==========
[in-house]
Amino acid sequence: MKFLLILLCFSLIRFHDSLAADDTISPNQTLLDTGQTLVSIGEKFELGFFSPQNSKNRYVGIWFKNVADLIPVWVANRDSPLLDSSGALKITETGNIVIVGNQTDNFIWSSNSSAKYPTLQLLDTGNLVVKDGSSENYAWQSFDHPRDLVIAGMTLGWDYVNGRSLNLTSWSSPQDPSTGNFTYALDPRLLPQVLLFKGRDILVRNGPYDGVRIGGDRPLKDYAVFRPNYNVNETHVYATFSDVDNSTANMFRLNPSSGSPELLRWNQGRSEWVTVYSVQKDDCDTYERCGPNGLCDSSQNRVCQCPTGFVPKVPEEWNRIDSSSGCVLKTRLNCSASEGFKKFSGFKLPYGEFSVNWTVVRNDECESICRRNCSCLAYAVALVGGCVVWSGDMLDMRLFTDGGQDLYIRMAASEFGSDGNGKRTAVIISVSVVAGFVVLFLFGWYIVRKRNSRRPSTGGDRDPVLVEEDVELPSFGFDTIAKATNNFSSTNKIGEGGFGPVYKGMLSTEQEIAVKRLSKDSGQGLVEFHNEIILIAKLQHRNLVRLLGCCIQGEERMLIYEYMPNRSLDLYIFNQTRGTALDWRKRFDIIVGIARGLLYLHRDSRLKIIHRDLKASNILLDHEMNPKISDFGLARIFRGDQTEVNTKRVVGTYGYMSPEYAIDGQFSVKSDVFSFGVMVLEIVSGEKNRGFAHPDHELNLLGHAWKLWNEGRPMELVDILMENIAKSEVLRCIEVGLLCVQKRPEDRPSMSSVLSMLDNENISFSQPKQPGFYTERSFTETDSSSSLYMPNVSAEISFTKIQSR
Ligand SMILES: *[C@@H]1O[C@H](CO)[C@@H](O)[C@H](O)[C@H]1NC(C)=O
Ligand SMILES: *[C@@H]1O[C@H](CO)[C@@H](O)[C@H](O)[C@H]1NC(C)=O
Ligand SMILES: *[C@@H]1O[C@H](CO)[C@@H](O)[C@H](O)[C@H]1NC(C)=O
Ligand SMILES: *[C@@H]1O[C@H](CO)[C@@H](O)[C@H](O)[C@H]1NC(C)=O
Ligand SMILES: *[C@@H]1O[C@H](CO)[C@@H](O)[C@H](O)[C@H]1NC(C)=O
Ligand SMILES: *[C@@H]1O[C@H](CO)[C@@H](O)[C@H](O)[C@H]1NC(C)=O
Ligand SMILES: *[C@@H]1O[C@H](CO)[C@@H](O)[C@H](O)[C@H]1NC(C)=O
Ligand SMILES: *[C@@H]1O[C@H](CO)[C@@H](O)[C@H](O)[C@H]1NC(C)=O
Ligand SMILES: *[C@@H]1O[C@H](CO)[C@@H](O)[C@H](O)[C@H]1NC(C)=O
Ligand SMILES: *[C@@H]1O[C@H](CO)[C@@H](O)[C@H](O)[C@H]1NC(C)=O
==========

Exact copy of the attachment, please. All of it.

[in-house]
Amino acid sequence: MKFLLILLCFSLIRFHDSLAADDTISPNQTLLDTGQTLVSIGEKFELGFFSPQNSKNRYVGIWFKNVADLIPVWVANRDSPLLDSSGALKITETGNIVIVGNQTDNFIWSSNSSAKYPTLQLLDTGNLVVKDGSSENYAWQSFDHPRDLVIAGMTLGWDYVNGRSLNLTSWSSPQDPSTGNFTYALDPRLLPQVLLFKGRDILVRNGPYDGVRIGGDRPLKDYAVFRPNYNVNETHVYATFSDVDNSTANMFRLNPSSGSPELLRWNQGRSEWVTVYSVQKDDCDTYERCGPNGLCDSSQNRVCQCPTGFVPKVPEEWNRIDSSSGCVLKTRLNCSASEGFKKFSGFKLPYGEFSVNWTVVRNDECESICRRNCSCLAYAVALVGGCVVWSGDMLDMRLFTDGGQDLYIRMAASEFGSDGNGKRTAVIISVSVVAGFVVLFLFGWYIVRKRNSRRPSTGGDRDPVLVEEDVELPSFGFDTIAKATNNFSSTNKIGEGGFGPVYKGMLSTEQEIAVKRLSKDSGQGLVEFHNEIILIAKLQHRNLVRLLGCCIQGEERMLIYEYMPNRSLDLYIFNQTRGTALDWRKRFDIIVGIARGLLYLHRDSRLKIIHRDLKASNILLDHEMNPKISDFGLARIFRGDQTEVNTKRVVGTYGYMSPEYAIDGQFSVKSDVFSFGVMVLEIVSGEKNRGFAHPDHELNLLGHAWKLWNEGRPMELVDILMENIAKSEVLRCIEVGLLCVQKRPEDRPSMSSVLSMLDNENISFSQPKQPGFYTERSFTETDSSSSLYMPNVSAEISFTKIQSR
Ligand SMILES: *[C@@H]1O[C@H](CO)[C@@H](O)[C@H](O)[C@H]1NC(C)=O
Ligand SMILES: *[C@@H]1O[C@H](CO)[C@@H](O)[C@H](O)[C@H]1NC(C)=O
Ligand SMILES: *[C@@H]1O[C@H](CO)[C@@H](O)[C@H](O)[C@H]1NC(C)=O
Ligand SMILES: *[C@@H]1O[C@H](CO)[C@@H](O)[C@H](O)[C@H]1NC(C)=O
Ligand SMILES: *[C@@H]1O[C@H](CO)[C@@H](O)[C@H](O)[C@H]1NC(C)=O
Ligand SMILES: *[C@@H]1O[C@H](CO)[C@@H](O)[C@H](O)[C@H]1NC(C)=O
Ligand SMILES: *[C@@H]1O[C@H](CO)[C@@H](O)[C@H](O)[C@H]1NC(C)=O
Ligand SMILES: *[C@@H]1O[C@H](CO)[C@@H](O)[C@H](O)[C@H]1NC(C)=O
Ligand SMILES: *[C@@H]1O[C@H](CO)[C@@H](O)[C@H](O)[C@H]1NC(C)=O
Ligand SMILES: *[C@@H]1O[C@H](CO)[C@@H](O)[C@H](O)[C@H]1NC(C)=O